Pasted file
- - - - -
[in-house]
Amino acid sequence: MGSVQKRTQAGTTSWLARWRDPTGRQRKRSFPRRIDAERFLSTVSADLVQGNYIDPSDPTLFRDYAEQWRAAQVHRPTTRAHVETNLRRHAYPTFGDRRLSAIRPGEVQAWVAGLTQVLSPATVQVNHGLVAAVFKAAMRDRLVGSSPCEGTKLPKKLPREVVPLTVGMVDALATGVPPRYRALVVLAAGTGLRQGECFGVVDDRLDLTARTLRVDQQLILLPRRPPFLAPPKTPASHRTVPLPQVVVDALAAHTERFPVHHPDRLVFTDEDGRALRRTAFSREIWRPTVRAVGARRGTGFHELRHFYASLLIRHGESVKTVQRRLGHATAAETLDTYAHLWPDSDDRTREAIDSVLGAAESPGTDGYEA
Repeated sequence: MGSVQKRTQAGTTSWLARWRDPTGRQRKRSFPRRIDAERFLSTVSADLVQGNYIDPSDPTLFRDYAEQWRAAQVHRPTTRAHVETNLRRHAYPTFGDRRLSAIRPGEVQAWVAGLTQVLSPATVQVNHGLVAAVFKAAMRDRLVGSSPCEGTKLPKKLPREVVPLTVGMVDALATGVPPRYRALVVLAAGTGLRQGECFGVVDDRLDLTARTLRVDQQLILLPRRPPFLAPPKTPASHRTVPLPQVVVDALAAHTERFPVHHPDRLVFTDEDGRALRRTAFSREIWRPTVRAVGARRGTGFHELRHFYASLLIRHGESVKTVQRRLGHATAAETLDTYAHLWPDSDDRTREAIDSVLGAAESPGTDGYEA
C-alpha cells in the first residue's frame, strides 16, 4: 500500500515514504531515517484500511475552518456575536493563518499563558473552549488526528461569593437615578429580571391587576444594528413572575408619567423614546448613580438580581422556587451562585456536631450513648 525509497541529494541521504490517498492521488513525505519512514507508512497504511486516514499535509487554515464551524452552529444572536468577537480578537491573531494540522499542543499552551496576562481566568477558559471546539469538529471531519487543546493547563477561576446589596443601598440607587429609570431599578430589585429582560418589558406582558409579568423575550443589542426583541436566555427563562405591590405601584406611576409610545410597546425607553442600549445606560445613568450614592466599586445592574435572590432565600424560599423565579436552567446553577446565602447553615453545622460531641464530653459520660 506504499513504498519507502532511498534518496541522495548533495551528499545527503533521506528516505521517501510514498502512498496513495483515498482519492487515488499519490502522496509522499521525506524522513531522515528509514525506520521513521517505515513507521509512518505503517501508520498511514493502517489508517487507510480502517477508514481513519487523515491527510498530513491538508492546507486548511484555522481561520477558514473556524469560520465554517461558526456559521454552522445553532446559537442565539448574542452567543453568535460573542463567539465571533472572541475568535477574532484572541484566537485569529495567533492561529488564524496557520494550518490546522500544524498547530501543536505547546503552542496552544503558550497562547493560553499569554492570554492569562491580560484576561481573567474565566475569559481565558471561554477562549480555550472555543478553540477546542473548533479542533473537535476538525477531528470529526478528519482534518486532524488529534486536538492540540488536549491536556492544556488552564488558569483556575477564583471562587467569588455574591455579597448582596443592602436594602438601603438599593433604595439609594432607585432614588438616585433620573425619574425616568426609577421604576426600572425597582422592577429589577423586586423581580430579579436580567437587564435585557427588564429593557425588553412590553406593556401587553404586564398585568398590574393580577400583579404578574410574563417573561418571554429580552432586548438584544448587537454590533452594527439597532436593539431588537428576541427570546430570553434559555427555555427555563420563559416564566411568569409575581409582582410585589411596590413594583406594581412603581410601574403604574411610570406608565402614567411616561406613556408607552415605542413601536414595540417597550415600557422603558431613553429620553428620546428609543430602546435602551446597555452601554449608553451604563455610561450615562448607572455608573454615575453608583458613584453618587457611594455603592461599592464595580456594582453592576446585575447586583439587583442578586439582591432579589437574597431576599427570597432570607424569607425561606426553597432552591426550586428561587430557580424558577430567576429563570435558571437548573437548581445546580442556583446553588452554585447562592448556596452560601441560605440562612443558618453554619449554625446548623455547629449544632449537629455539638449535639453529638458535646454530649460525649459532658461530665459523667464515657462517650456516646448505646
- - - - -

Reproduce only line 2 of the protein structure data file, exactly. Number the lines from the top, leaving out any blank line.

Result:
Amino acid sequence: MGSVQKRTQAGTTSWLARWRDPTGRQRKRSFPRRIDAERFLSTVSADLVQGNYIDPSDPTLFRDYAEQWRAAQVHRPTTRAHVETNLRRHAYPTFGDRRLSAIRPGEVQAWVAGLTQVLSPATVQVNHGLVAAVFKAAMRDRLVGSSPCEGTKLPKKLPREVVPLTVGMVDALATGVPPRYRALVVLAAGTGLRQGECFGVVDDRLDLTARTLRVDQQLILLPRRPPFLAPPKTPASHRTVPLPQVVVDALAAHTERFPVHHPDRLVFTDEDGRALRRTAFSREIWRPTVRAVGARRGTGFHELRHFYASLLIRHGESVKTVQRRLGHATAAETLDTYAHLWPDSDDRTREAIDSVLGAAESPGTDGYEA